3.  The June Consumer Sentiment index compiled by the University of Michigan  showed a decline from 96.1 in June to 93.1 in July.  However, the Sentiment Index has increased 14% over the past year.  
Consumer confidence slipped a bit in the July 2015 survey. A disappointing pace of economic growth was the main reason for the small decline in consumer confidence. Nonetheless, the data provide no indication of a break in the prevailing positive trend. Indeed, the Sentiment Index has averaged 94.5 since December 2014, the highest eight month average since 2004. Although one-in-ten consumers, when asked to identify any recent economic developments they had heard, referred negatively to Greece, the Chinese economy, and the Trans-Pacific Partnership on trade, it had virtually no impact on the Sentiment Index. The maintenance of confidence at high levels during the past eight months has been mainly due to modestly positive news on jobs and wages.
 4.  The jobs report by the search engine Linkup.com was higher than the other projections.  A lot of information in that report; if you are a numbers geek, you may find a side trip over to the Link up blog very interesting indeed:  


Based on the 11% and 17% increases in job openings on LinkUp in May and June respectively, we are forecasting a strong jobs report for Friday with a net gain of 310,000 jobs. 

5.  Finally, the number of Americans filing new claims for unemployment benefits AND the number of Americans filing for continuing benefits continue to be very, very low.  The unadjusted number of new claims for the week ending August 1st was the LOWEST number of new claims since...  late 1973....   when we had many fewer people working.  Wow.  You can see more here at the Department of Labor's site.

Friday, July 10, 2015

Social Security: Don't Raise the Retirement Age, Jeb!

Should we raise the retirement age for Social Security? Aren't we living longer?


(I originally wrote this in July 2011, four years ago.  I have made only minor changes in format; everything is still true in July 2015.) 
Found at the Nation of Change blog.
Some people, concerned about the financial future of Social Security and concerned about the national debt, are suggesting (again) that the retirement age be raised. They say that we now live 16 years longer than we did when Social Security was first implemented; therefore, we can certainly raise the retirement age a few years.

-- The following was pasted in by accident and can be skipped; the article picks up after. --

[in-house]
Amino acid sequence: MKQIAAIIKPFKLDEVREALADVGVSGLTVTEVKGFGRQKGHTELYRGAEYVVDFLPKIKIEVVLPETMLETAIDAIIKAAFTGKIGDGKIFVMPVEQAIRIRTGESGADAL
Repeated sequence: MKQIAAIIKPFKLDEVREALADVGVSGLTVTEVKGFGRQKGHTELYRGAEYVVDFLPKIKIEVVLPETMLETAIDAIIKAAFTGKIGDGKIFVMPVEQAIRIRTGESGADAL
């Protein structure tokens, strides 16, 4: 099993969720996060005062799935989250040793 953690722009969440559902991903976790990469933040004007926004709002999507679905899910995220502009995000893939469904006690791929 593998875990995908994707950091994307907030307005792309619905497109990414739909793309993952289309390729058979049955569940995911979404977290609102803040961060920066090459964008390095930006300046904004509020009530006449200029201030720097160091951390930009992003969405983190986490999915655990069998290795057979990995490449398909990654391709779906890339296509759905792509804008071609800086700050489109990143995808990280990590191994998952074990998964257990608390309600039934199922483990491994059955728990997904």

Except that this is not really true.


Life expectancy at birth vs. additional life expectancy at a given age: Two different things.

That 16 year difference is based on life expectancy at birth, which has gone up about 16 years since the late 30's. But, for people who survive birth and young adulthood and make it to 60, their life expectancy has not increased that much.

People who live to be 65 now only have about 4 or 5 more years of life expectancy than people who lived to be 65 back when Social Security was established. And we've already raised the retirement age by two of those years!

When they raised the retirement age in the 1980's-- 

We last raised the retirement age in the early 80's for those born in 1938 or later. The people these changes were going to hit, the Baby Boomers and the WWII kids, were decades away from Social Security at the time. 


When they raised the retirement age in the 80's...

We need the younger people to realize that you don't stay young forever. When they raised the retirement age a couple of decades back in the 80s,few Baby Boomers made a peep because we were strong, young, healthy, and thought we would keep our high-payin­g jobs forever. Hah!

Now many Baby Boomers have been hit hard by the recession. Some are among the saddest victims. These older people in their 50's and 60's have been tossed out of work after decades of fruitful labor. Many are experiencing long-term unemployme­nt; many have gone through their savings and 401K's and don't have health insurance. 

Those extra years until full retirement are weighing heavily on many of us. Retiring with full benefits at 65 is now just a dream.

What is our "life expectancy" these days? 

So, with that in mind, let's look at the numbers on life expectancy.

Based on tables found at Infoplease, which are based on data taken from the US Census Bureau, the additional life expectancy of a 60 year old in the mid 2000's is somewhere between four and seven years more than it was in the late 30's.

Two Extra Years, Not 16

For 70 year olds, the additional life expectancy is between two and six more years now than it was in the 30's when Social Security was establishe­d. What this means is that, in the late 30's, someone in their mid 60's could expect to live to about age 78, give or a take a year or two depending on sex and race. Now (data from the mid 2000's), someone in their mid 60's can expect to live to live to about 82 or 83, give or take a year or two depending on sex and race. That's a difference of 4 to 5 years, and we've already raised the retirement age by 2 of those years. So that means that people now have, on average, TWO ADDITIONAL YEARS of living after they qualify for full retirement than people did in the 30's. TWO YEARS, not 16. 

And then there are those "extra workable years":